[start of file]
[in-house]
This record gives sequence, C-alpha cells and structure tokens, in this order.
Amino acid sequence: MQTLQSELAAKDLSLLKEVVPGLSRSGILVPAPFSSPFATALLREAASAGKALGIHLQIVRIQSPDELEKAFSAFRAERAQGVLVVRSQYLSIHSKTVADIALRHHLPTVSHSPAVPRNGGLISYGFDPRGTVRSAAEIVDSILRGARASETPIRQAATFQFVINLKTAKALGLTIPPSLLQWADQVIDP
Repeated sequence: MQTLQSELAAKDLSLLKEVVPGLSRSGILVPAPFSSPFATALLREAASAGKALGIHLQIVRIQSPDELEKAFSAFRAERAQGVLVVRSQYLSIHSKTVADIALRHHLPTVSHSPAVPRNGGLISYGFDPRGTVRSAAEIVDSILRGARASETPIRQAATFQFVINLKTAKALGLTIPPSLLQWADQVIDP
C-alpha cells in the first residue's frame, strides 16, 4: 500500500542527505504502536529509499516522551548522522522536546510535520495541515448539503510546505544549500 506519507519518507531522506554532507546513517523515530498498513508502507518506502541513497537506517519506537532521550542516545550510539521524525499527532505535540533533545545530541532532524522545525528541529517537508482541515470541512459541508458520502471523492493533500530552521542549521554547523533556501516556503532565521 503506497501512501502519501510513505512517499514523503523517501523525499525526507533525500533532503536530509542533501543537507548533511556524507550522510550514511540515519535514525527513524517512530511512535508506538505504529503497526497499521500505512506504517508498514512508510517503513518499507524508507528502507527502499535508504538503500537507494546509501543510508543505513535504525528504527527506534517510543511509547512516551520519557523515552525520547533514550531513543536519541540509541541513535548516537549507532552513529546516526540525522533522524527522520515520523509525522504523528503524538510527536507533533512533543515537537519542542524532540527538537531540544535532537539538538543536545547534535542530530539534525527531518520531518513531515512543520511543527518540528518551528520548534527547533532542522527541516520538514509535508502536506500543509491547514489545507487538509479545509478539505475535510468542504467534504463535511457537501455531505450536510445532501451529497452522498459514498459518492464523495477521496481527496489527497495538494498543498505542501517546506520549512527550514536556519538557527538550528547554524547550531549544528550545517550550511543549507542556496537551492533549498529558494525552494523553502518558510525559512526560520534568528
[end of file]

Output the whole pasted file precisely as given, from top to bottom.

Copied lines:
[in-house]
This record gives sequence, C-alpha cells and structure tokens, in this order.
Amino acid sequence: MQTLQSELAAKDLSLLKEVVPGLSRSGILVPAPFSSPFATALLREAASAGKALGIHLQIVRIQSPDELEKAFSAFRAERAQGVLVVRSQYLSIHSKTVADIALRHHLPTVSHSPAVPRNGGLISYGFDPRGTVRSAAEIVDSILRGARASETPIRQAATFQFVINLKTAKALGLTIPPSLLQWADQVIDP
Repeated sequence: MQTLQSELAAKDLSLLKEVVPGLSRSGILVPAPFSSPFATALLREAASAGKALGIHLQIVRIQSPDELEKAFSAFRAERAQGVLVVRSQYLSIHSKTVADIALRHHLPTVSHSPAVPRNGGLISYGFDPRGTVRSAAEIVDSILRGARASETPIRQAATFQFVINLKTAKALGLTIPPSLLQWADQVIDP
C-alpha cells in the first residue's frame, strides 16, 4: 500500500542527505504502536529509499516522551548522522522536546510535520495541515448539503510546505544549500 506519507519518507531522506554532507546513517523515530498498513508502507518506502541513497537506517519506537532521550542516545550510539521524525499527532505535540533533545545530541532532524522545525528541529517537508482541515470541512459541508458520502471523492493533500530552521542549521554547523533556501516556503532565521 503506497501512501502519501510513505512517499514523503523517501523525499525526507533525500533532503536530509542533501543537507548533511556524507550522510550514511540515519535514525527513524517512530511512535508506538505504529503497526497499521500505512506504517508498514512508510517503513518499507524508507528502507527502499535508504538503500537507494546509501543510508543505513535504525528504527527506534517510543511509547512516551520519557523515552525520547533514550531513543536519541540509541541513535548516537549507532552513529546516526540525522533522524527522520515520523509525522504523528503524538510527536507533533512533543515537537519542542524532540527538537531540544535532537539538538543536545547534535542530530539534525527531518520531518513531515512543520511543527518540528518551528520548534527547533532542522527541516520538514509535508502536506500543509491547514489545507487538509479545509478539505475535510468542504467534504463535511457537501455531505450536510445532501451529497452522498459514498459518492464523495477521496481527496489527497495538494498543498505542501517546506520549512527550514536556519538557527538550528547554524547550531549544528550545517550550511543549507542556496537551492533549498529558494525552494523553502518558510525559512526560520534568528